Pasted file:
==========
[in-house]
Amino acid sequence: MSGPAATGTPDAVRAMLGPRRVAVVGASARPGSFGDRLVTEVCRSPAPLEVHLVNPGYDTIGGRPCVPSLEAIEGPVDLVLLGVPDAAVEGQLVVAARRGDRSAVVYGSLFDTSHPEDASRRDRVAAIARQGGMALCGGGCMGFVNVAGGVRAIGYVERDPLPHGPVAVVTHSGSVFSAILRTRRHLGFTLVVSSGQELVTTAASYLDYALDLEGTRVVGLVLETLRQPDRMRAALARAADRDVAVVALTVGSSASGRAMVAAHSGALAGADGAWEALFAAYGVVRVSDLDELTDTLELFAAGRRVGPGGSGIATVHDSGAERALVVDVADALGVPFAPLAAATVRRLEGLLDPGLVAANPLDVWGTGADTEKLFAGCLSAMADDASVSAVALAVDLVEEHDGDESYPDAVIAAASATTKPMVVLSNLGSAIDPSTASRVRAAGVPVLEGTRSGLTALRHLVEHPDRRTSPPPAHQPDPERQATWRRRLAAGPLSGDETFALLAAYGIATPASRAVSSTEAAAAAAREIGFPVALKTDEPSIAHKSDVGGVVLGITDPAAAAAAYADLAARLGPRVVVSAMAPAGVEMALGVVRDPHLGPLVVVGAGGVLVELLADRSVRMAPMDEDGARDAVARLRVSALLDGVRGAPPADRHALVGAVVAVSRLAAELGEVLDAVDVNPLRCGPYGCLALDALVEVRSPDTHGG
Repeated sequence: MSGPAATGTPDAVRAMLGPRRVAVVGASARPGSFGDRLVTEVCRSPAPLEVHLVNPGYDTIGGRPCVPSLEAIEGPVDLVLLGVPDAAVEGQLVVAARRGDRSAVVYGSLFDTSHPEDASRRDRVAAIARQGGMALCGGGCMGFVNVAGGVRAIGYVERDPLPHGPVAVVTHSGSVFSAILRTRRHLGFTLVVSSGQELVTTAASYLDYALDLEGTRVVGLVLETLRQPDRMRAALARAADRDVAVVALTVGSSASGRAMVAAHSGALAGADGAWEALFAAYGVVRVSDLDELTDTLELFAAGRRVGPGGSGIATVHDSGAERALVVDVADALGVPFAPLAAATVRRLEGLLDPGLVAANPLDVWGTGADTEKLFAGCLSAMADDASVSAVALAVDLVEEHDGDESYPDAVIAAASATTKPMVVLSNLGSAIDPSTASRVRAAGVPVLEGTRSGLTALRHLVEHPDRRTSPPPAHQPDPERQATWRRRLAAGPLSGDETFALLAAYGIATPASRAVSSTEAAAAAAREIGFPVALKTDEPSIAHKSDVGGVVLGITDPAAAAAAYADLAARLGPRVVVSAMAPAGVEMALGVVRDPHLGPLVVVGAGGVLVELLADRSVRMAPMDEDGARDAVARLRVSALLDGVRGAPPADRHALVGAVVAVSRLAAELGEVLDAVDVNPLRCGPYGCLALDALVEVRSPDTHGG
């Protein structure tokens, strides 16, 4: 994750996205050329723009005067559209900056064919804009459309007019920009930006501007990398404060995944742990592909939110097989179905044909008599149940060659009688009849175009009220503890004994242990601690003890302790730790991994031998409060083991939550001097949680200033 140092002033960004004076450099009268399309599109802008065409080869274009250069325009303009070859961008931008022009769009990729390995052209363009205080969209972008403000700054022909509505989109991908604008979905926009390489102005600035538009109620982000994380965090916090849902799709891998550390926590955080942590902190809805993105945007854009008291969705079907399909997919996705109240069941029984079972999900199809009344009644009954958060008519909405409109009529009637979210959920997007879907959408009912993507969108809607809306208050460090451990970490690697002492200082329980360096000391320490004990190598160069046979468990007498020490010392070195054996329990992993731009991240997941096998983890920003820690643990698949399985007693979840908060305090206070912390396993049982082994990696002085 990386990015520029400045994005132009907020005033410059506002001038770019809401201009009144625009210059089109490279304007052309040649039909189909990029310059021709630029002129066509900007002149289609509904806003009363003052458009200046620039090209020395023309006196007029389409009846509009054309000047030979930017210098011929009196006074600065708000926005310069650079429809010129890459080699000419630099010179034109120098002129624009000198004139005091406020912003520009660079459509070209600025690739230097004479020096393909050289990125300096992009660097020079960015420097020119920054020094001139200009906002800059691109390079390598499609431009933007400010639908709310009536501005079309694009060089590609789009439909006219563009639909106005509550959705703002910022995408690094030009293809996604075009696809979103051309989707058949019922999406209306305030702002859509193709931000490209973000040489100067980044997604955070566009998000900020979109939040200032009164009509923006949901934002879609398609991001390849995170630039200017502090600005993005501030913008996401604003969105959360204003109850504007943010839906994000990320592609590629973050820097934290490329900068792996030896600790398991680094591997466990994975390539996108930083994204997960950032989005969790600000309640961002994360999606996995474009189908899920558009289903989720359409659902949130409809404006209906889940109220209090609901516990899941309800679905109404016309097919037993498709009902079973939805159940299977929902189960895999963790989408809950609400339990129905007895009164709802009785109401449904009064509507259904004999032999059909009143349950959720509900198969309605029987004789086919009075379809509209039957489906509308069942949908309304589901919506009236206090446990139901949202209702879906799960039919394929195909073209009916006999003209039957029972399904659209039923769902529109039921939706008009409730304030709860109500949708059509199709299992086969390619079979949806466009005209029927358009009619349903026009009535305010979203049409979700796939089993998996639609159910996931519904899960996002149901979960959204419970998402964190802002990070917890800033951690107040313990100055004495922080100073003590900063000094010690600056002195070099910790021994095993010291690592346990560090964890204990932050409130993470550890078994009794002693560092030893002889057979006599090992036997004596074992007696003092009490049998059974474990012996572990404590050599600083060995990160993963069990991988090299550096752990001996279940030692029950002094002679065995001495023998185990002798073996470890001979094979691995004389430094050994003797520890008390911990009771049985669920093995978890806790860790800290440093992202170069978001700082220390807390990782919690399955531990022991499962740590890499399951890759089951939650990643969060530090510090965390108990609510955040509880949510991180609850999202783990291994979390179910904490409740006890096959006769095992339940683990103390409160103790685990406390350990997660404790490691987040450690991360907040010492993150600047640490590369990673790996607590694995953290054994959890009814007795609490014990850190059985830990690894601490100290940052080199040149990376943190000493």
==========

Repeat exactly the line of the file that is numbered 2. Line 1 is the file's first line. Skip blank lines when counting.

Amino acid sequence: MSGPAATGTPDAVRAMLGPRRVAVVGASARPGSFGDRLVTEVCRSPAPLEVHLVNPGYDTIGGRPCVPSLEAIEGPVDLVLLGVPDAAVEGQLVVAARRGDRSAVVYGSLFDTSHPEDASRRDRVAAIARQGGMALCGGGCMGFVNVAGGVRAIGYVERDPLPHGPVAVVTHSGSVFSAILRTRRHLGFTLVVSSGQELVTTAASYLDYALDLEGTRVVGLVLETLRQPDRMRAALARAADRDVAVVALTVGSSASGRAMVAAHSGALAGADGAWEALFAAYGVVRVSDLDELTDTLELFAAGRRVGPGGSGIATVHDSGAERALVVDVADALGVPFAPLAAATVRRLEGLLDPGLVAANPLDVWGTGADTEKLFAGCLSAMADDASVSAVALAVDLVEEHDGDESYPDAVIAAASATTKPMVVLSNLGSAIDPSTASRVRAAGVPVLEGTRSGLTALRHLVEHPDRRTSPPPAHQPDPERQATWRRRLAAGPLSGDETFALLAAYGIATPASRAVSSTEAAAAAAREIGFPVALKTDEPSIAHKSDVGGVVLGITDPAAAAAAYADLAARLGPRVVVSAMAPAGVEMALGVVRDPHLGPLVVVGAGGVLVELLADRSVRMAPMDEDGARDAVARLRVSALLDGVRGAPPADRHALVGAVVAVSRLAAELGEVLDAVDVNPLRCGPYGCLALDALVEVRSPDTHGG